'Serious concerns' over Goodman-backed office block
Dublin City Council has flagged "very serious concerns" over plans by the Goodman family for a €100m city centre office development and put them on hold.
The planning authority has delayed the ambitious application to redevelop the Setanta Centre on Dublin's Nassau Street due to issues relating to the proposal's overall height, scale, bulk and massing.
The Ternary Ltd plan for the Setanta Centre facing on to Trinity College will create at its peak 430 construction jobs and employ 1,600 people when the offices are ready for occupation.
A letter enclosed with the application confirms Setanta Centre Unlimited as owners of the site and lists beef baron Larry Goodman and his eldest son, Lawrence, as directors. Lawrence heads up the family's property interests as well as running his own property development business.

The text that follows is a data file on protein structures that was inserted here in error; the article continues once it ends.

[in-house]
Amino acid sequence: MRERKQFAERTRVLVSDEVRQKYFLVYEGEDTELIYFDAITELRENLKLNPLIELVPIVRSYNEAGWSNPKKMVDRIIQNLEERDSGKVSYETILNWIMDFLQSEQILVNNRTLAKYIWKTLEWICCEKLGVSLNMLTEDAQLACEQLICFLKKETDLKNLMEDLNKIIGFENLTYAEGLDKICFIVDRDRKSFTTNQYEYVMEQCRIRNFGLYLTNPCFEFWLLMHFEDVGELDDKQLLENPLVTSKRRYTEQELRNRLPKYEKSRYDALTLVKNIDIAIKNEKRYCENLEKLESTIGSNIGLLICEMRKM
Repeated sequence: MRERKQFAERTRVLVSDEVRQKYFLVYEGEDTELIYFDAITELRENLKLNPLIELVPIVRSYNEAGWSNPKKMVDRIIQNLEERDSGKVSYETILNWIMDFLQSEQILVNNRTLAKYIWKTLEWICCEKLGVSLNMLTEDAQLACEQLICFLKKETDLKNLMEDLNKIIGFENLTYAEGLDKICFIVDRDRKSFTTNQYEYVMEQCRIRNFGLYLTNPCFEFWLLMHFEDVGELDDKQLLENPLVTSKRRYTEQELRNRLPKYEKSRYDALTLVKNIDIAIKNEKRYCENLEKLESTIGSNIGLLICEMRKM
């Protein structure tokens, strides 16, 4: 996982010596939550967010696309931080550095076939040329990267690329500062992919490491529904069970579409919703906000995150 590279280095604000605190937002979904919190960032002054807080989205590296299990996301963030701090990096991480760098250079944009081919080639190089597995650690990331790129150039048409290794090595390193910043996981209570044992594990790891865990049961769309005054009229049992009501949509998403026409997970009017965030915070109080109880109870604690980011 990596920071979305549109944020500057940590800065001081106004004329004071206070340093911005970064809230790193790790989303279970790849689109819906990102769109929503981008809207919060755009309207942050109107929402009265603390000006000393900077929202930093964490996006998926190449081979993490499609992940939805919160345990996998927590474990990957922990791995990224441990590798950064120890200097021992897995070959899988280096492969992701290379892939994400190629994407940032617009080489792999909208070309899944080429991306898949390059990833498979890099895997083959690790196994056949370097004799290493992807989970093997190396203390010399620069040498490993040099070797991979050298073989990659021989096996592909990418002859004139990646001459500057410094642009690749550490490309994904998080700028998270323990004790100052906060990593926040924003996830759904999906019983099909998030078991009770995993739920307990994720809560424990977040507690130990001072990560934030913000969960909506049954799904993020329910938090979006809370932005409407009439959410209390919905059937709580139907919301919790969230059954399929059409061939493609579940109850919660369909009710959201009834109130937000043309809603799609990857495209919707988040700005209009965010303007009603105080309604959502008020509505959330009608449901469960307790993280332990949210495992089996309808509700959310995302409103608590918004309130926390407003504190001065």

The Setanta Centre - which was built in the mid-1970s - houses the Kilkenny Design centre store.
However, the Kilkenny group has warned that the new development will result in "serious consequences" and job losses at its flagship store in Dublin where it employs 88.
In putting the plan on hold, the council has taken account of the Kilkenny Shop objections.
The local authority states that "there is a further concern that the current design may impact and weaken the visual presence of the Kilkenny shop; an established and significant part of the retail and tourism experience of this area".
The council adds: "This is not considered acceptable and should be reviewed."
The Kilkenny Group has also raised concerns in relation to the impact on its business during the construction phase and the city council has responded to those concerns.
In its request for further information, the city council states that there are "serious concerns regarding the potential consequences of these works on the business".
The council states that these concerns have not been addressed in the application and that more details are required.
The planning authority has also told Ternary Ltd to reduce the height of the planned office block.